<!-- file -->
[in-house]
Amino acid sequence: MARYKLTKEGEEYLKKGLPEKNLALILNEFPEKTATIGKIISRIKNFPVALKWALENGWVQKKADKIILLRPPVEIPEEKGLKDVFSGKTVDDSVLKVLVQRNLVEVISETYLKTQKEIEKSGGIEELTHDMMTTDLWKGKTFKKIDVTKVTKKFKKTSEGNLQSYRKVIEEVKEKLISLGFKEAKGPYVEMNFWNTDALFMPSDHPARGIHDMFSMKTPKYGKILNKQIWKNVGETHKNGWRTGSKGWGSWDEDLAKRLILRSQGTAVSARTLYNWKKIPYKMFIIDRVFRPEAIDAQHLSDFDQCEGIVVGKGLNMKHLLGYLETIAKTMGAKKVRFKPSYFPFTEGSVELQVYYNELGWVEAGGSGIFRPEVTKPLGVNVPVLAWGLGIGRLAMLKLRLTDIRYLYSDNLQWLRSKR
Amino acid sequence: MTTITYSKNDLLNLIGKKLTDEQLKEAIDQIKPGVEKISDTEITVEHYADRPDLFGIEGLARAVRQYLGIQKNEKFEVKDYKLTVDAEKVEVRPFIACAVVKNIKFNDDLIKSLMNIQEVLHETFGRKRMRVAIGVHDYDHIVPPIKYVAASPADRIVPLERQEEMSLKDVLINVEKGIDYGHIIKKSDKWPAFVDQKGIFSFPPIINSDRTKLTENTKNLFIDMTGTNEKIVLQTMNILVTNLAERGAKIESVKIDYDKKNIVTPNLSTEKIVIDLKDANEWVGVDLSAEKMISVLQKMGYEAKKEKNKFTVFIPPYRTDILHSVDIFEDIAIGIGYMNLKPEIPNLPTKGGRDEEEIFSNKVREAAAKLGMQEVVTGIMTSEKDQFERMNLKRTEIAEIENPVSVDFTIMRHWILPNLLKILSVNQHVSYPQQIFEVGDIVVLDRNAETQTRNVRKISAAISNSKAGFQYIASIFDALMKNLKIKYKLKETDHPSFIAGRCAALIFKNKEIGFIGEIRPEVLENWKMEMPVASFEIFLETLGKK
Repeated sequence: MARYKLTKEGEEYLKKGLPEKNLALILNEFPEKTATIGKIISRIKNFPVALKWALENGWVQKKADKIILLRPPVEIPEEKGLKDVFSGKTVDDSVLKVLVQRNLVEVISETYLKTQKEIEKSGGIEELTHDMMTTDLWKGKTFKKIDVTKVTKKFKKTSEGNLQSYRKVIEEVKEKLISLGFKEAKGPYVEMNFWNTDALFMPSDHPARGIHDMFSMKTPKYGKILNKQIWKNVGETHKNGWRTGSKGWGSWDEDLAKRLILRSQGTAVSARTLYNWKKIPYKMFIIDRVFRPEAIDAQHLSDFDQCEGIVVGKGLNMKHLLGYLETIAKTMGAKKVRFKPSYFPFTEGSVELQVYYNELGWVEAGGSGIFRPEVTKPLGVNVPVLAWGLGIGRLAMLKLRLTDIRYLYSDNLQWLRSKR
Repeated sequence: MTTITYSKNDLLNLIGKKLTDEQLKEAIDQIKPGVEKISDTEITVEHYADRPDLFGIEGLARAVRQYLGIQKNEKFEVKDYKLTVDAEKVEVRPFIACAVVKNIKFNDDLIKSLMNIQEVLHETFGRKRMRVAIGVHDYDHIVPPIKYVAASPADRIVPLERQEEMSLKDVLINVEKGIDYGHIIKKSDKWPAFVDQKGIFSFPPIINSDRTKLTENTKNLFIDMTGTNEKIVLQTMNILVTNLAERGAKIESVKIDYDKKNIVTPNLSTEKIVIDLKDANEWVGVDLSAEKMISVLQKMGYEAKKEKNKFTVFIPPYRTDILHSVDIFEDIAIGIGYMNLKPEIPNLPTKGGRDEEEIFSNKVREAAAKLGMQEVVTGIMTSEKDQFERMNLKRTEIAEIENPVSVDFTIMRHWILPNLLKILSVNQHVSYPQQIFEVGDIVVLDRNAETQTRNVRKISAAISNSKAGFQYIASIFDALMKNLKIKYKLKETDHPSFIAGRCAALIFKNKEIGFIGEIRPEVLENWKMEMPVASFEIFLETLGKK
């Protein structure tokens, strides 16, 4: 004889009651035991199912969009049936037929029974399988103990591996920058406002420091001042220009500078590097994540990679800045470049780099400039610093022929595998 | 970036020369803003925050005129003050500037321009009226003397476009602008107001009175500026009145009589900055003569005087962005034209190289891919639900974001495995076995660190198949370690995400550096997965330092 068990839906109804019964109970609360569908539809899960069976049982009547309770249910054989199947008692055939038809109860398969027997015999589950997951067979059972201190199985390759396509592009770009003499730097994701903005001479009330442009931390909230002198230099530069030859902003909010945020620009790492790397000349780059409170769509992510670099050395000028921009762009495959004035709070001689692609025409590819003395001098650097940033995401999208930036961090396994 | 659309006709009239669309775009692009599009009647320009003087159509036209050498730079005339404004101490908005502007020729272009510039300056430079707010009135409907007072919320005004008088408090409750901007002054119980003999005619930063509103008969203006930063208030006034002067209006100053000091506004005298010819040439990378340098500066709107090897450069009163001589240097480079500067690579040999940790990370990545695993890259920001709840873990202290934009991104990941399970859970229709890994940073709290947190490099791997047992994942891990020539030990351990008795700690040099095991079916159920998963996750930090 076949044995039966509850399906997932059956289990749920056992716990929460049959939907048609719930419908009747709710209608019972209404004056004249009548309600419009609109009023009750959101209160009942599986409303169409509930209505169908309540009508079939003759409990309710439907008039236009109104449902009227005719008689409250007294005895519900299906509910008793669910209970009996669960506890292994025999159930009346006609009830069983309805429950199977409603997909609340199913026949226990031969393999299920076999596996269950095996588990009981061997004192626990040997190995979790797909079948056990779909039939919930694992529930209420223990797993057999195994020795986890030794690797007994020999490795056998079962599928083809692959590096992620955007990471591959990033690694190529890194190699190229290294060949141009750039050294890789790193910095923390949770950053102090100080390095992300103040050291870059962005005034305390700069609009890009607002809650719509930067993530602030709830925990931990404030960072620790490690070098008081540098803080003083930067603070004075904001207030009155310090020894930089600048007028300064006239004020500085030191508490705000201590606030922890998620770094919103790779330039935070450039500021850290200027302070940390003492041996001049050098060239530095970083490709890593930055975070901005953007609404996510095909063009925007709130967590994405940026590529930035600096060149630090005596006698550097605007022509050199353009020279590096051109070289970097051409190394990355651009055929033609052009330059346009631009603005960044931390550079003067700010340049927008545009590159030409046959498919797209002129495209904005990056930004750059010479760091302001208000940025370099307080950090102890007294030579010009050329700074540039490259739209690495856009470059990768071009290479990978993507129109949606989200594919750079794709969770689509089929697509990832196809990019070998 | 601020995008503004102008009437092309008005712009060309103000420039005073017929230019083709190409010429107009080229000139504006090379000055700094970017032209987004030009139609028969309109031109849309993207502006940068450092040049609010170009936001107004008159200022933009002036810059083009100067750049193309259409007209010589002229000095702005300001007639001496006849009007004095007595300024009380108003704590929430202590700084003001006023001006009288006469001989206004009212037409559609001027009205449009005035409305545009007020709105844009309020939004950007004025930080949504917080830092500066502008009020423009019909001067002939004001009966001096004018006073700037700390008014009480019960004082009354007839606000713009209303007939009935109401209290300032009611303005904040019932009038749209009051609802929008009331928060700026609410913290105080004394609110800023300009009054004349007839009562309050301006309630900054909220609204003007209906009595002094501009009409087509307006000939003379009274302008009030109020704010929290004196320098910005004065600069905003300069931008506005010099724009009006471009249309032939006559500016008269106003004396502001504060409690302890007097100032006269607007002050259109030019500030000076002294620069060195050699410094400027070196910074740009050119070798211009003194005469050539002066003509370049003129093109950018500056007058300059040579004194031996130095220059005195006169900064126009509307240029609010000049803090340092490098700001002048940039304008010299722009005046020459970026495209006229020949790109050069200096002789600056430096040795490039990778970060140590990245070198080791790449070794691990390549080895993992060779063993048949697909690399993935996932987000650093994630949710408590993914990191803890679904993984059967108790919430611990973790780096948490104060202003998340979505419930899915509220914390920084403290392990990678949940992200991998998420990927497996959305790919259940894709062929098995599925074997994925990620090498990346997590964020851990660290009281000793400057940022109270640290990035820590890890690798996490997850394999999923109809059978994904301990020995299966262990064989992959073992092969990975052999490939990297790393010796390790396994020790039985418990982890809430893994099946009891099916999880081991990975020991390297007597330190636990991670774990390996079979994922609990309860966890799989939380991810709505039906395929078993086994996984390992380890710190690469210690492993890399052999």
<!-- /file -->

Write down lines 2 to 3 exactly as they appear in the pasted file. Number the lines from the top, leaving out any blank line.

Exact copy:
Amino acid sequence: MARYKLTKEGEEYLKKGLPEKNLALILNEFPEKTATIGKIISRIKNFPVALKWALENGWVQKKADKIILLRPPVEIPEEKGLKDVFSGKTVDDSVLKVLVQRNLVEVISETYLKTQKEIEKSGGIEELTHDMMTTDLWKGKTFKKIDVTKVTKKFKKTSEGNLQSYRKVIEEVKEKLISLGFKEAKGPYVEMNFWNTDALFMPSDHPARGIHDMFSMKTPKYGKILNKQIWKNVGETHKNGWRTGSKGWGSWDEDLAKRLILRSQGTAVSARTLYNWKKIPYKMFIIDRVFRPEAIDAQHLSDFDQCEGIVVGKGLNMKHLLGYLETIAKTMGAKKVRFKPSYFPFTEGSVELQVYYNELGWVEAGGSGIFRPEVTKPLGVNVPVLAWGLGIGRLAMLKLRLTDIRYLYSDNLQWLRSKR
Amino acid sequence: MTTITYSKNDLLNLIGKKLTDEQLKEAIDQIKPGVEKISDTEITVEHYADRPDLFGIEGLARAVRQYLGIQKNEKFEVKDYKLTVDAEKVEVRPFIACAVVKNIKFNDDLIKSLMNIQEVLHETFGRKRMRVAIGVHDYDHIVPPIKYVAASPADRIVPLERQEEMSLKDVLINVEKGIDYGHIIKKSDKWPAFVDQKGIFSFPPIINSDRTKLTENTKNLFIDMTGTNEKIVLQTMNILVTNLAERGAKIESVKIDYDKKNIVTPNLSTEKIVIDLKDANEWVGVDLSAEKMISVLQKMGYEAKKEKNKFTVFIPPYRTDILHSVDIFEDIAIGIGYMNLKPEIPNLPTKGGRDEEEIFSNKVREAAAKLGMQEVVTGIMTSEKDQFERMNLKRTEIAEIENPVSVDFTIMRHWILPNLLKILSVNQHVSYPQQIFEVGDIVVLDRNAETQTRNVRKISAAISNSKAGFQYIASIFDALMKNLKIKYKLKETDHPSFIAGRCAALIFKNKEIGFIGEIRPEVLENWKMEMPVASFEIFLETLGKK